The Saga of Wayne Grudem Part 1: Is Voting for Trump Moral?


Who is Wayne Grudem? If you’ve hung out with me, especially if it was during my dissertation writing, you might remember this name from the huge blue book I would sometimes slug around. Wayne Grudem, author of Systematic Theology and former president of the Evangelical Theological Society, is what you might call a big deal in Conservative Christian thought. His books are widely read, his ideas are fairly representative of what are typically thought of as fundamentalists or the religious right, and he has serious academic credentials. This has made it all surprising that he spent the past several months engaged in a pretty public effort to maintain his credibility among conservative evangelicals.

On July 28th 2016, Grudem wrote an article entitled Why Voting for Donald Trump Is a Morally Good Choice for Town Hall. In this post, Grudem made two key arguments. First, Grudem argued that Trump was a flawed but not disqualified candidate. Grudem cited Trump’s three marriages, his disturbing comments about killing the families of terrorists, and his unwillingness to distance himself from radical groups like the KKK as evidence why he’s not the most moral person. Grudem does not defend these actions. Grudem does, however, argue that trump is “a good candidate with with flaws”. Citing his family, his business record, and his patriotism, Grudem argued that Trump has redeeming characteristics. Secondly, and more importantly for his argument, Grudem spends the majority of the article explaining that even if Christians don’t like Trump they should still vote for him because a Clinton administration would be antithetical to their values. Of critical focus to Grudem is the US Supreme Court: the bulk of his discussion focuses on the judges Trump has proposed to nominate and the impact the court has on issues such as religious liberty and abortion.Essentially, Grudem argues that Trump is good enough. Not what the evangelical community was hoping for (Grudem endorsed Marco Rubio in the primary), but a good enough vehicle for getting their preferred policies.

Then came the infamous tape. The tape featuring comments that suggested Trump was sexually assaulting women became a huge headline in early Oct 2016, and people began fleeing or condemning Trump. Speaker of the House Paul Ryan condemned and uninvited Trump from a joint appearance. Republicans did their best to distance themselves from their candidate. The nation reacted primarily with disgust.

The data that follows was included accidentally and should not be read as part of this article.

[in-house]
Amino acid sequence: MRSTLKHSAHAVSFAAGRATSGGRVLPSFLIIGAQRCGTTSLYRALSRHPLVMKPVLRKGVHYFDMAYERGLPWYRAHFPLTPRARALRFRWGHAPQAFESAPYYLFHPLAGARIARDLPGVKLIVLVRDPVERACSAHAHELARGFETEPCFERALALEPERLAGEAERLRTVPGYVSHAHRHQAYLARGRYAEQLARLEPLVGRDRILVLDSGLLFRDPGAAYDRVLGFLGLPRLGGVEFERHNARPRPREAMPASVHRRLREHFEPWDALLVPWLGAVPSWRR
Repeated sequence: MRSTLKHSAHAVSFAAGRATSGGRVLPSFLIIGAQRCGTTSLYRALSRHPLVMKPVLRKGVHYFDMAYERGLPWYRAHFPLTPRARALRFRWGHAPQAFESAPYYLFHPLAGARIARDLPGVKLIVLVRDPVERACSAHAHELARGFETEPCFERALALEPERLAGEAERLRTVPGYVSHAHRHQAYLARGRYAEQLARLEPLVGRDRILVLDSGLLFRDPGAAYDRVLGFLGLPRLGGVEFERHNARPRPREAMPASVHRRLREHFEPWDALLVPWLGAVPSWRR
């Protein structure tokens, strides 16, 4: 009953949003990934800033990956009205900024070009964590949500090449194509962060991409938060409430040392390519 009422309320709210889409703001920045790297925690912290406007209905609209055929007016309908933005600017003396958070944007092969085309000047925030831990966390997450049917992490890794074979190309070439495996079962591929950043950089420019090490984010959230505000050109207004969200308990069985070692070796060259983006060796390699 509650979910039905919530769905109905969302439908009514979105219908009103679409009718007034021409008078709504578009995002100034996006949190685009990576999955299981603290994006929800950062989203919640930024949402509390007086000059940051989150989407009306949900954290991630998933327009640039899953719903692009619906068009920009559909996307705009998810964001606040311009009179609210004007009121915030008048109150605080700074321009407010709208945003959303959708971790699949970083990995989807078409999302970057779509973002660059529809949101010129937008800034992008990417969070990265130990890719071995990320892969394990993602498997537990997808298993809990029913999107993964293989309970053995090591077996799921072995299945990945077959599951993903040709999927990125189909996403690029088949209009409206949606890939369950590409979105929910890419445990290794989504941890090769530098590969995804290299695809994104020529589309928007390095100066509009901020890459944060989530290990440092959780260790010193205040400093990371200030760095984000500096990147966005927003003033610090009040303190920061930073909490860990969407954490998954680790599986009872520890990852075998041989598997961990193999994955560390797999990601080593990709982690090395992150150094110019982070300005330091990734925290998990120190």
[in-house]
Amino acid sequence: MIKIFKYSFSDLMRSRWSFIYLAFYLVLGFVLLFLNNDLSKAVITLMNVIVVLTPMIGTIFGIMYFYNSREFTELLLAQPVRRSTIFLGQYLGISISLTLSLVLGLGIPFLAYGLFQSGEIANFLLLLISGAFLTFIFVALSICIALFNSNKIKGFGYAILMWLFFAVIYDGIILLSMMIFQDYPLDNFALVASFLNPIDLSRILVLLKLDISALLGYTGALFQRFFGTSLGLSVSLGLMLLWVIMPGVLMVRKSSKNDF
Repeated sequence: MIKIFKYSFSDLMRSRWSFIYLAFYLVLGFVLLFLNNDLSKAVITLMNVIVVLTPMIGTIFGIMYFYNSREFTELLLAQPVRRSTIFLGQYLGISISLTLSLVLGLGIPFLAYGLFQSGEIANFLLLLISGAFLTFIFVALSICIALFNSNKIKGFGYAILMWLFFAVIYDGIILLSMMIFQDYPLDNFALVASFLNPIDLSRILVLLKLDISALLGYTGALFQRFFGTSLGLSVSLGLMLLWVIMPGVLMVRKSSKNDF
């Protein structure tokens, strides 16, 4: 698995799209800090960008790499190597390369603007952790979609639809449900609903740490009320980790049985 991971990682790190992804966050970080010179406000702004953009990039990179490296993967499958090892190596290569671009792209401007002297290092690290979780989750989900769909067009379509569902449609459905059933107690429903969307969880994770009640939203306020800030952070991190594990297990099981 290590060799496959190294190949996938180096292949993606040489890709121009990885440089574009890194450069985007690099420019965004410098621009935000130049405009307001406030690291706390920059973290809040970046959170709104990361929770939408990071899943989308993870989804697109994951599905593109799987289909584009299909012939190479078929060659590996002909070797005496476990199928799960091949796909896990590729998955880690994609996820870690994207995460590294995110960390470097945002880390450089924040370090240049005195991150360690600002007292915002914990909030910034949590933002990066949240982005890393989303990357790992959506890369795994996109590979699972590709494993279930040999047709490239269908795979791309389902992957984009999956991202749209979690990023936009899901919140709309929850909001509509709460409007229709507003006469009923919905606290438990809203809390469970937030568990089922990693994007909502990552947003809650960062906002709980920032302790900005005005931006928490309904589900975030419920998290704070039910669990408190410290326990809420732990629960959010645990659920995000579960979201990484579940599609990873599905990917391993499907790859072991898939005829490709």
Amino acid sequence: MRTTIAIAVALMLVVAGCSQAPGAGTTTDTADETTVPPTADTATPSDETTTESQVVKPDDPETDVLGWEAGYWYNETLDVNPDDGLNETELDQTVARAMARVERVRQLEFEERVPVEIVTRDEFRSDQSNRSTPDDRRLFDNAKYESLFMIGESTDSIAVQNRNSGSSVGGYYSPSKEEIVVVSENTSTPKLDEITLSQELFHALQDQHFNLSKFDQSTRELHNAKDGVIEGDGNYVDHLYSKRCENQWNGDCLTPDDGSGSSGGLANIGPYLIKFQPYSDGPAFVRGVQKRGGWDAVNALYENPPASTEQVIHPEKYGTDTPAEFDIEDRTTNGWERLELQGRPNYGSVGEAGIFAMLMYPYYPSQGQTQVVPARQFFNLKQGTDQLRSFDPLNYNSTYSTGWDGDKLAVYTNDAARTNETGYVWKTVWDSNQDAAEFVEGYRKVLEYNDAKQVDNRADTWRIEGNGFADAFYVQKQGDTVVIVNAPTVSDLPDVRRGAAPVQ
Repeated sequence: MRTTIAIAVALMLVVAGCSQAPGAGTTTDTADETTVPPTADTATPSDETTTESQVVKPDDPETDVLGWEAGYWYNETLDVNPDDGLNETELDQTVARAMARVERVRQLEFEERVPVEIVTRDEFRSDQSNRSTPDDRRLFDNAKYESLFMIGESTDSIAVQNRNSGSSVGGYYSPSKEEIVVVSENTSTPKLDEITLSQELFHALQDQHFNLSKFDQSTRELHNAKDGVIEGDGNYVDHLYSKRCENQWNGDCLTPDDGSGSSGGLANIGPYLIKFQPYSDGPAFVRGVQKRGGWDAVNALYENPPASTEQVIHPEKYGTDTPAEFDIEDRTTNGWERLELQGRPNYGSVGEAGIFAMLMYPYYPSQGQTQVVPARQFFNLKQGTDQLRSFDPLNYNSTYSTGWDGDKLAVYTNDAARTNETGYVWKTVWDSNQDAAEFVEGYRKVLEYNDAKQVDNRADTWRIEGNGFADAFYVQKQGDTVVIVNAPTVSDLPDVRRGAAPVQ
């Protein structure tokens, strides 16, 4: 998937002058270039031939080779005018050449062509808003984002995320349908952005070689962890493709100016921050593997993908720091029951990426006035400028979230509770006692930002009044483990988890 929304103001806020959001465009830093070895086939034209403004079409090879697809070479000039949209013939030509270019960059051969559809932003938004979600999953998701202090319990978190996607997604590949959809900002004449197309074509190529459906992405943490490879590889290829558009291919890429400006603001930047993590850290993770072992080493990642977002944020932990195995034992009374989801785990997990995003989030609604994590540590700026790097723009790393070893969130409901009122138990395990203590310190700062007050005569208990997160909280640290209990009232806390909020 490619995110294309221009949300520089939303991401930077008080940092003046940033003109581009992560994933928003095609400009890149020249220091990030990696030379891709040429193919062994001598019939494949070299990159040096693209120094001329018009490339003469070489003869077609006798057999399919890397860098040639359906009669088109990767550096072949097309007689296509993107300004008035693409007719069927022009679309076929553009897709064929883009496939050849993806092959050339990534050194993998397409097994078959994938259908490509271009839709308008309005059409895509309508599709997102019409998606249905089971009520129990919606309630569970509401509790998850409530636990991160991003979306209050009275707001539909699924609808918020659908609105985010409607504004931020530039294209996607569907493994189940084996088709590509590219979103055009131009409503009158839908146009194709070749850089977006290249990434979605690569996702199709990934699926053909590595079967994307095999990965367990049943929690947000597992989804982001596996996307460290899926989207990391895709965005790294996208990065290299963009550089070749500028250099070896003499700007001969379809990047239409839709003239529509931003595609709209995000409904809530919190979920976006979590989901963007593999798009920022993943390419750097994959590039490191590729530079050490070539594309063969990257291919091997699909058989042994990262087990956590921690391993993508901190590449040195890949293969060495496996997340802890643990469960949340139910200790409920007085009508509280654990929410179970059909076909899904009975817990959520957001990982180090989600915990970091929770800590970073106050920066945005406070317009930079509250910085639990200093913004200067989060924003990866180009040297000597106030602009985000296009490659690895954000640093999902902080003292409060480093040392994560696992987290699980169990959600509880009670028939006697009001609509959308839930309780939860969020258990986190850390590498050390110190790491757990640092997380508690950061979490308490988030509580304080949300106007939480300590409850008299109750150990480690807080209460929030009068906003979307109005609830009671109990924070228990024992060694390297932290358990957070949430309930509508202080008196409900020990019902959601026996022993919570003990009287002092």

This put Grudem in a bit of a bind; he had called Trump the moral choice for Christians only to find out the candidate was pretty clearly an immoral person by most standards and certainly by a Christian one. Grudem withdrew his support for Trump and penned another article, “Trump’s Moral Character and the Election“, again for Town Hall. In this article, Grudem apologized for not investigating Trump’s character more and addressed his critics’ suggestion that his consequentialist reasoning was unchristian.

“Wait, consequentialist reasoning?” Sorry for the jargon. As I’ve discussed previously (shameless self-reference) consquentialist reasoning is a term used in moral philosophy and moral psychology to describe morality that focuses on outcomes. For example, is it wrong to lie in order to hide someone from a murderer? If you think so, is it because you think lying is morally good? Of course not! You’re using a lie to protect someone; the consequence of your action makes the action good, not the means.

“So why would that type of thinking be considered unchristian by Grudem’s critics?” In Christian theology, especially American Conservative Christian theology, sin is deontological. Yes, I know, more jargon. Deontology is the idea in moral philosophy and psychology that morality comes from a central tenant or rule, and that breaking that rule regardless of consequence is morally wrong. Let’s return to our example. If you believe that lying is wrong from a deontological rule then lying to save someone is still wrong even if the outcome is good. This is what makes the lying example so interesting; it pits deontology against consequentialism.